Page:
Philadelphia, PA (Sports Network) -
Innings pitched per start. It's a statistic which is not readily available on the Internet, but it's one which you should try to obtain because it seems to have real value.
The logic behind the number is basic - the longer a starting pitcher stays in the game, the better are his chances to get a decision. And the more chances for him to build his strikeout total.
If Cole Hamels only pitches into the sixth inning, he has less chance to win than if he throws a complete game. How many times did your starter leave a 2-2 game and you wished he went one more inning because the heart of his team's lineup is scheduled up next inning.
Not surprisingly the best pitchers in the game also go the longest.
Roy Halladay, the National League's Cy Young winner, led all full-time starters in 2010. His average start lasted into the eighth inning (IP per start = 7.581). It's no coincidence that Halladay had 31 decisions in 33 starts with 21 of them being wins.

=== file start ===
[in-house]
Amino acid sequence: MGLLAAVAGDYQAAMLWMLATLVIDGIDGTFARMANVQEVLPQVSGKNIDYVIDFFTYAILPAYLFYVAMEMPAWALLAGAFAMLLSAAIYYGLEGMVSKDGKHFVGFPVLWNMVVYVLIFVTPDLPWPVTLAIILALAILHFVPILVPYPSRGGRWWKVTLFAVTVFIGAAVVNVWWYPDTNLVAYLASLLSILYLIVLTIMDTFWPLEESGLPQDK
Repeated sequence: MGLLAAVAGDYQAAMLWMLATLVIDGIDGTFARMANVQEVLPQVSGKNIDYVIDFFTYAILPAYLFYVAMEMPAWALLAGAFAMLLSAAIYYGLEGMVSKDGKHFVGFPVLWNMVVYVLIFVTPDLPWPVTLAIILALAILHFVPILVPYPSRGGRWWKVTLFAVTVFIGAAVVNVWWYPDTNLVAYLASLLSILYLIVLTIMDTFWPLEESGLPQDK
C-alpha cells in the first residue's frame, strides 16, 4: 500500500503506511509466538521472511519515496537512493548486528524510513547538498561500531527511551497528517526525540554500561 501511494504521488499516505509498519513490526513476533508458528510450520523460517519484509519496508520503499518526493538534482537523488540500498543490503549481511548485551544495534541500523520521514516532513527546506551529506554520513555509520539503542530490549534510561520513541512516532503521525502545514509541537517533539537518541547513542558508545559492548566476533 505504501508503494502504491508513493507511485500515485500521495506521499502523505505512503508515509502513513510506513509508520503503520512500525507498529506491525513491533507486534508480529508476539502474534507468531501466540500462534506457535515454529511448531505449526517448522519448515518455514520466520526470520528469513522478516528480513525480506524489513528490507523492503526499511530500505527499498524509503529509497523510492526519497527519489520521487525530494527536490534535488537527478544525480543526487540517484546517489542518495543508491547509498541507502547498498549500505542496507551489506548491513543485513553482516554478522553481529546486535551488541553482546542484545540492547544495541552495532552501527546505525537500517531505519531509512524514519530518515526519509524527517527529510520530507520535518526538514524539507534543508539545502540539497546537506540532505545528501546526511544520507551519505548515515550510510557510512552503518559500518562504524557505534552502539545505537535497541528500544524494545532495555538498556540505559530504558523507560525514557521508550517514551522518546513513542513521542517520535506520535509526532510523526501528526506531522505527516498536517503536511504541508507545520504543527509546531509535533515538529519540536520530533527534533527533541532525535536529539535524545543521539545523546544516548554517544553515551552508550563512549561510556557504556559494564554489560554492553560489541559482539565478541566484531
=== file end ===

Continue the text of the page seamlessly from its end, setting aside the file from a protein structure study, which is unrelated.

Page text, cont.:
Halladay was one of three pitchers who averaged more than seven complete innings pitched per game. The other two were AL Cy Young Award winner Felix Hernandez (7.329) and the Texas Rangers' Cliff Lee (7.575).
Of course, all three pitchers are obvious fantasy superstars.
We're talking the cream of the crop in most cases.
But amongst the leaders are some names you might not think of, or target for the upcoming season and that would be a mistake. Brett Myers (14-8. 3.14 ERA), Ervin Santana (17-10, 3.92 ERA), R.A. Dickey (11-9, 2.84 ERA), Trevor Cahill (18-8, 2.97) and Joel Pineiro (10-7, 3.84 ERA) all had nice seasons and could have been had for next to nothing at the beginning of last season. The highest 2010 ADP of the group was Santana at 229 which means none were likely drafted before the 19th round.
More importantly, if you follow IP/start through April and into May, you should be able to spot this year's bargains. So while the "herd" is picking up the latest "hot" pitcher who is 3-0 by sheer luck, you will be checking out the IP/start statistic to come up with a more reliable long-term fantasy value.